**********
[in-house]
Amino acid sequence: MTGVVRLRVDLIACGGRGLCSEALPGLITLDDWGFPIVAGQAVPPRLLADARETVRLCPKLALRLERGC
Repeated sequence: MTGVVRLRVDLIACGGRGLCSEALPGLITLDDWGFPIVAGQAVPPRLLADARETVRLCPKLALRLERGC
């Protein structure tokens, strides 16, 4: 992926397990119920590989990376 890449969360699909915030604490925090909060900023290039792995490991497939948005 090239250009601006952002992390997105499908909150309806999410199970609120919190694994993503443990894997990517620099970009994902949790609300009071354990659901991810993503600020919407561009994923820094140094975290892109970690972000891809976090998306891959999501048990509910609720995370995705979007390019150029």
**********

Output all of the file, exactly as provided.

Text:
[in-house]
Amino acid sequence: MTGVVRLRVDLIACGGRGLCSEALPGLITLDDWGFPIVAGQAVPPRLLADARETVRLCPKLALRLERGC
Repeated sequence: MTGVVRLRVDLIACGGRGLCSEALPGLITLDDWGFPIVAGQAVPPRLLADARETVRLCPKLALRLERGC
């Protein structure tokens, strides 16, 4: 992926397990119920590989990376 890449969360699909915030604490925090909060900023290039792995490991497939948005 090239250009601006952002992390997105499908909150309806999410199970609120919190694994993503443990894997990517620099970009994902949790609300009071354990659901991810993503600020919407561009994923820094140094975290892109970690972000891809976090998306891959999501048990509910609720995370995705979007390019150029």